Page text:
A caregiver is anyone who aids another person in need, such as a disabled spouse, ill child, or aging parent. However, family members caring for senior adults is becoming more common in the U.S., as baby boomers grow older. In fact, one out of every three adults in the United States provides care to an aging adult. Despite the large percentage of family members providing care, many don’t recognize their role as a caregiver, and even more are unable to recognize when they’re feeling stressed.
Caregiver Stress is a Real Thing
Providing in-home care to an aging parent or other family member can be rewarding for many reasons. For most caregivers, being available when a loved one needs someone is an important part of providing care. However, having to balance work and life responsibilities with care-giving can cause high levels of physical and emotional stress. Signs of caregiver stress include:
- Feeling overwhelmed, anxious, or sad
- Feeling abandoned by others, such as family members or friends
- Worrying often
- Feeling tired
- Gaining or losing weight
- Feeling irritated or angry
- Difficulty sleeping
- Losing interest in activities you once enjoyed
- Aches, pains, or other physical problems
- Drinking alcohol or using drugs, including abusing prescription medications
Overtime, those who experience caregiver stress can become vulnerable to diminished health. Too much stress, especially over a long time, can harm your health.
Risk Factors for Caregiver Stress
In-home caregivers are more likely than non-caregivers to experience depression and anxiety, suffer from lack of sleep, and become malnourished, all of which increase one’s risk of health complications and chronic diseases, such as diabetes and coronary artery disease. Risk factors for caregiver stress include:
- Being female
- Having no formal education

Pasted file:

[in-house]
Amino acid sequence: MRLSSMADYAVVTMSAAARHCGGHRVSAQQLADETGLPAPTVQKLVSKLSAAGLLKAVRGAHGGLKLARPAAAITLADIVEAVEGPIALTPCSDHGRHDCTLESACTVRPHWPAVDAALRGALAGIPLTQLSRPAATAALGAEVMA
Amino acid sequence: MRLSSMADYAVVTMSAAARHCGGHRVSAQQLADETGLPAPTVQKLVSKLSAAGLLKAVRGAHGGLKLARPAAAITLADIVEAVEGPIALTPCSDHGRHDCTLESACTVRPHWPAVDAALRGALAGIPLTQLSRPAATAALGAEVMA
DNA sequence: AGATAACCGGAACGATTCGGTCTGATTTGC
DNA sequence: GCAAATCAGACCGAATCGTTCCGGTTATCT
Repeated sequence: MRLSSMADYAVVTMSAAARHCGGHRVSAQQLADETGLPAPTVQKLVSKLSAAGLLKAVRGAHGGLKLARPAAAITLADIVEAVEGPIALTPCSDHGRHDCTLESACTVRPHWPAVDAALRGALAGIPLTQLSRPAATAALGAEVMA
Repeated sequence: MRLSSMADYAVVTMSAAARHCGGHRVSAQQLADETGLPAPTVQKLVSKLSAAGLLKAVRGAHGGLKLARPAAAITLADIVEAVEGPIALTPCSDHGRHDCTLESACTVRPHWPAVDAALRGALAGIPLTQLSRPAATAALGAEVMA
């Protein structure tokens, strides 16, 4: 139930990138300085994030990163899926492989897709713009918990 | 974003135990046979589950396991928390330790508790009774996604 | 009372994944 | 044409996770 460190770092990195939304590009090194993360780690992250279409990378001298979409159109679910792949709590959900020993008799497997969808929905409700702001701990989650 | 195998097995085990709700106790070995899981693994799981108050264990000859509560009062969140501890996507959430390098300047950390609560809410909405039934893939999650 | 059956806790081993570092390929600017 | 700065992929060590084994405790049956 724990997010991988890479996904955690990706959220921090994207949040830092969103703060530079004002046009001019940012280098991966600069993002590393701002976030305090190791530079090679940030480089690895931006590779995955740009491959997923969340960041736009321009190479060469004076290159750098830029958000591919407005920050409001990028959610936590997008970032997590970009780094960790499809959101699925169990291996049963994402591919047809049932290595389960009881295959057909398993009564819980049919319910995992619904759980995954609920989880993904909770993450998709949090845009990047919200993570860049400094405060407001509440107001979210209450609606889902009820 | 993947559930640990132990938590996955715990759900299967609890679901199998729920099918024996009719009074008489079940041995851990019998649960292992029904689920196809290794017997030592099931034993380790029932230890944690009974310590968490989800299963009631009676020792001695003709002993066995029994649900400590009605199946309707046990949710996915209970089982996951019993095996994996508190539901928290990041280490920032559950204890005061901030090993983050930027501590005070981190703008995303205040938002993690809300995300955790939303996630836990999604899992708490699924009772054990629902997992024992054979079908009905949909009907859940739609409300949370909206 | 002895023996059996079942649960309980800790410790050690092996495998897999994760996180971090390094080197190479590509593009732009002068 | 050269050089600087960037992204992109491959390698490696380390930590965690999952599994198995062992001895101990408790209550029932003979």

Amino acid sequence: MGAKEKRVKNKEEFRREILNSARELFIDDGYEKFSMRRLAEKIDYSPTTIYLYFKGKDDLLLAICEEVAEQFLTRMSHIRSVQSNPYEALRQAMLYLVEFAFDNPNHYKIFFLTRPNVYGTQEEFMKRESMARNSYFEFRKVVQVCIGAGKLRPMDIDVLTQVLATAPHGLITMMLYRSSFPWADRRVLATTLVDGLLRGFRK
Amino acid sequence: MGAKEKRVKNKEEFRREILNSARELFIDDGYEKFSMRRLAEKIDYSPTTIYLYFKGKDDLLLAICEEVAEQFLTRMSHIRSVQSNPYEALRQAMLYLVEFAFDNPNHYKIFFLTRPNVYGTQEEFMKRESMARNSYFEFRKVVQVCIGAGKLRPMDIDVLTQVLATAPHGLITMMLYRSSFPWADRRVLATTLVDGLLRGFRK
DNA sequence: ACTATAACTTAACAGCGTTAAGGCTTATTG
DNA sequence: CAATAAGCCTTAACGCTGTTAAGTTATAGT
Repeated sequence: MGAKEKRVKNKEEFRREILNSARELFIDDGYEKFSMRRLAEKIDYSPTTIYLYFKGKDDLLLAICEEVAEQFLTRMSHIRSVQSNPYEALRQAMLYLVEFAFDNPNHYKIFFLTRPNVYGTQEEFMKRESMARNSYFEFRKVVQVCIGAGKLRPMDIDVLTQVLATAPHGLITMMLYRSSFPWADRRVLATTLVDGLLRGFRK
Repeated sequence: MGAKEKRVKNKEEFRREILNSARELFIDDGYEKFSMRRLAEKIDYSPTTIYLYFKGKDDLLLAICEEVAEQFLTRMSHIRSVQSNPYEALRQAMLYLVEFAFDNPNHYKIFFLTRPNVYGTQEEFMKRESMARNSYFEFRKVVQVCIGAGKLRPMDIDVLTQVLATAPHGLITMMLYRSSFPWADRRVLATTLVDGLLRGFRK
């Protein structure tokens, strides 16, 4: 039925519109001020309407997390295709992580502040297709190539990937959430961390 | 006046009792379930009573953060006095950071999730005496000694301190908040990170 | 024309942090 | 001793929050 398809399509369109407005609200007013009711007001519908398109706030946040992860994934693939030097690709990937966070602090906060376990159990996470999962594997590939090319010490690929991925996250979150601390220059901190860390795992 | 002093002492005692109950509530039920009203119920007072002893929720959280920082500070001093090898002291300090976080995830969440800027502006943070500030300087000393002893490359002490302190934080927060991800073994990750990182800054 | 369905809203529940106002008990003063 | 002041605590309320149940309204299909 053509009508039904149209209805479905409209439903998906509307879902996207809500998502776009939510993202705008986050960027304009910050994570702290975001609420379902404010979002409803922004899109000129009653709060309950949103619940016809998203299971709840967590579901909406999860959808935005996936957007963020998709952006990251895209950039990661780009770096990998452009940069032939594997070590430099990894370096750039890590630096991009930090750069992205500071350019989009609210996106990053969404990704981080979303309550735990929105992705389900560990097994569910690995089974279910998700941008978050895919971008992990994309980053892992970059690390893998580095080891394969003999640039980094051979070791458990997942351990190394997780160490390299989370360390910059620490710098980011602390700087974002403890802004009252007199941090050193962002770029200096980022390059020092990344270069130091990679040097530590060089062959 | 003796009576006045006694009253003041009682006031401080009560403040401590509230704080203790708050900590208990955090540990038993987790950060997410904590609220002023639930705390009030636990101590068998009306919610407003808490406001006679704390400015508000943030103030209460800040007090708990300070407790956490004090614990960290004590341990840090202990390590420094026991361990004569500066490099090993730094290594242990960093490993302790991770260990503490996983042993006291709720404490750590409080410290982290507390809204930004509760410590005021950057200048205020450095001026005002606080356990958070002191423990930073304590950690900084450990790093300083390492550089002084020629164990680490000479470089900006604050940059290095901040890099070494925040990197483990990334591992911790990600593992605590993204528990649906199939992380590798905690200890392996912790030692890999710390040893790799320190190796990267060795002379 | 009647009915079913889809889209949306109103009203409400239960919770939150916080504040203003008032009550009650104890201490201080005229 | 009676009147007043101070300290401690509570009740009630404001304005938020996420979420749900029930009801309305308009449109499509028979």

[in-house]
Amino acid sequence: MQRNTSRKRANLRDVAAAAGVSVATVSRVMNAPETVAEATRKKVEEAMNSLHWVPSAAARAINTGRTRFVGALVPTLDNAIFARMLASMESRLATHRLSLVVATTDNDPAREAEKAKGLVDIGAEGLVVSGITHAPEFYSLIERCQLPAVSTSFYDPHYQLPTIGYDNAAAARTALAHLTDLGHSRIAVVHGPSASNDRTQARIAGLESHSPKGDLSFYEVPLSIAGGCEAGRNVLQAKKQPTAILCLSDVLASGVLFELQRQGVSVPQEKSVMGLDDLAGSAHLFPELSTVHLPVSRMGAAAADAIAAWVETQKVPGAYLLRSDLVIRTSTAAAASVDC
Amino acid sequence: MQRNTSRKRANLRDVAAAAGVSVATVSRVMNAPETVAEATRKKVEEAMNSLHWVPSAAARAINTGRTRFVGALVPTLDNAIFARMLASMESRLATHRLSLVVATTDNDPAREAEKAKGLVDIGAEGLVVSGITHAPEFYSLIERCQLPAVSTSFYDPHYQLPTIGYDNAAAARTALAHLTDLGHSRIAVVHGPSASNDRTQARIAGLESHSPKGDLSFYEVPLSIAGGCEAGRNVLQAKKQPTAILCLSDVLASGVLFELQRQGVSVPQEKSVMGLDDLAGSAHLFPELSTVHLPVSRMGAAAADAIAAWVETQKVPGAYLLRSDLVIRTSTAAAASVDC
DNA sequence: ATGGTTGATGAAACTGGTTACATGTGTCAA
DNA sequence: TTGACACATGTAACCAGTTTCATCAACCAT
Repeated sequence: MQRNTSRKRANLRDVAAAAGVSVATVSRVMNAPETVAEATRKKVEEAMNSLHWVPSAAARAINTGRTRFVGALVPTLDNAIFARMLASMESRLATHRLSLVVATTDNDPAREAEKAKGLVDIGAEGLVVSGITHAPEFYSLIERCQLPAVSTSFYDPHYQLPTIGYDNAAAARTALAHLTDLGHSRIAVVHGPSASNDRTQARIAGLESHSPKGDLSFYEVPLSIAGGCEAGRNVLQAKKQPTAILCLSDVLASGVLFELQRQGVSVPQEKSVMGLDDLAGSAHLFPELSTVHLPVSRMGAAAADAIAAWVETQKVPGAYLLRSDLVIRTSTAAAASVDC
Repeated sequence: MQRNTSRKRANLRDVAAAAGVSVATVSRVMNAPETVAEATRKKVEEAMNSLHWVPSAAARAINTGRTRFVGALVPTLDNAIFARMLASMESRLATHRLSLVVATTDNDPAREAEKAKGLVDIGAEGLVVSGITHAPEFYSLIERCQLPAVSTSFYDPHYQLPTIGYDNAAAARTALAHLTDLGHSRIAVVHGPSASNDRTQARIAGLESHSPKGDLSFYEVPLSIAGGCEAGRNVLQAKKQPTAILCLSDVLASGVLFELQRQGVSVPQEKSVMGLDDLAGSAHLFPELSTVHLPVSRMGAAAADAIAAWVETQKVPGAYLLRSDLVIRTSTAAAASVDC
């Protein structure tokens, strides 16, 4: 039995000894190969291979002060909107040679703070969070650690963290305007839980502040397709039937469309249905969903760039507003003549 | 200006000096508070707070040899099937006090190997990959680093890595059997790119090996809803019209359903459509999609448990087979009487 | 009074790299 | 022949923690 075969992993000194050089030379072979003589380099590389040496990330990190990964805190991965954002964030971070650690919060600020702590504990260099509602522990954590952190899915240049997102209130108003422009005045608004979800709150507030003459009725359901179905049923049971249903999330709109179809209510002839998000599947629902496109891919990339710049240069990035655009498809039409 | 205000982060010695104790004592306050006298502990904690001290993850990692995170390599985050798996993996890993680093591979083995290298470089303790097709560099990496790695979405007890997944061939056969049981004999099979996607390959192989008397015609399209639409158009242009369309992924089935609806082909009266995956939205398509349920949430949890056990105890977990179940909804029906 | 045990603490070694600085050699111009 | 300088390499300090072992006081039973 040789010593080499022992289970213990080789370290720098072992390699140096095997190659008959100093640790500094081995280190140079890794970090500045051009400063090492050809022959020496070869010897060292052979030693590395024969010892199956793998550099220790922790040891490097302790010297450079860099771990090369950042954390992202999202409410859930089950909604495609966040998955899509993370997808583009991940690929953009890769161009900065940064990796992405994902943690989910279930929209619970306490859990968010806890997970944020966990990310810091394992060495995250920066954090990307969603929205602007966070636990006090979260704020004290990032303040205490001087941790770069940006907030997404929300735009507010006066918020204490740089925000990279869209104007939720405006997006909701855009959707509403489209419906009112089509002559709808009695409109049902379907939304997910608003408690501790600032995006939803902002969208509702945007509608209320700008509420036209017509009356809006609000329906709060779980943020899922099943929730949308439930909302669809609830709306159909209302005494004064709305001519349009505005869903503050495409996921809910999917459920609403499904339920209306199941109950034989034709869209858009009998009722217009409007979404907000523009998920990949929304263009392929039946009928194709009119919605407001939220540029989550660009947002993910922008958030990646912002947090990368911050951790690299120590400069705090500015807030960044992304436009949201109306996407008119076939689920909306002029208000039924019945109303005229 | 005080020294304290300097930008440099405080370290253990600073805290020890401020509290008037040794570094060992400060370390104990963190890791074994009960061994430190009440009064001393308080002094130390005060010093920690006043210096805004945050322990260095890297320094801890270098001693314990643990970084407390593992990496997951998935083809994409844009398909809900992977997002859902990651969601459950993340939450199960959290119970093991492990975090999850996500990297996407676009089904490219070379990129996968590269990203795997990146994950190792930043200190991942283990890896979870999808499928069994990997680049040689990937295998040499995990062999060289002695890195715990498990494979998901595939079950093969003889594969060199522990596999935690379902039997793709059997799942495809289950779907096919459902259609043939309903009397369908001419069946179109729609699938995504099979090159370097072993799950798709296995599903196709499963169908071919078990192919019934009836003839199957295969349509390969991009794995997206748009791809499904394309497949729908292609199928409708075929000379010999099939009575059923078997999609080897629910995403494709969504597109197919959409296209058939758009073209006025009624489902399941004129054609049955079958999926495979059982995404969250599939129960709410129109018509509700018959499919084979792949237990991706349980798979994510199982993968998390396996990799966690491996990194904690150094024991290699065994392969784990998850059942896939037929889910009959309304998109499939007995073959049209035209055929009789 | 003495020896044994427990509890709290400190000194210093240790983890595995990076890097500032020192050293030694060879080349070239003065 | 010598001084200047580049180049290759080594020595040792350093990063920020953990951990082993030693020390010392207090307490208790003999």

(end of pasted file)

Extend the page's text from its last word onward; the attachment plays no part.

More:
- Living with the person you’re providing care for
- Having limited social interaction
- Struggling financially
- Receiving no help with caregiving duties
- Having poor coping skills and problem-solving capabilities
- Lack of choice in being a caregiver
Too much stress, especially over a long period of time, can harm your health. To help manage caregiver stress, it’s important to set realistic goals, see your physician regularly, and accept help when needed.
It may be difficult for you to take time away from your aging loved one, but taking a break from caregiving duties may be the best thing you can do for yourself and the person you’re caring for. The VNA provides in-home healthcare and respite care services at our Grand Oaks of Palm City and Grand Oaks of Jensen Beach assisted living communities.
The team of compassionate and professional caregivers at the VNA can provide a number of in-home services, including assistance with ADLs, physical therapy, rehabilitation, speech therapy, and more. If you’re still not sure if quality home healthcare by the VNA is right for you and your family, our respite care services provide a temporary break from your caregiving duties and caregiver stress.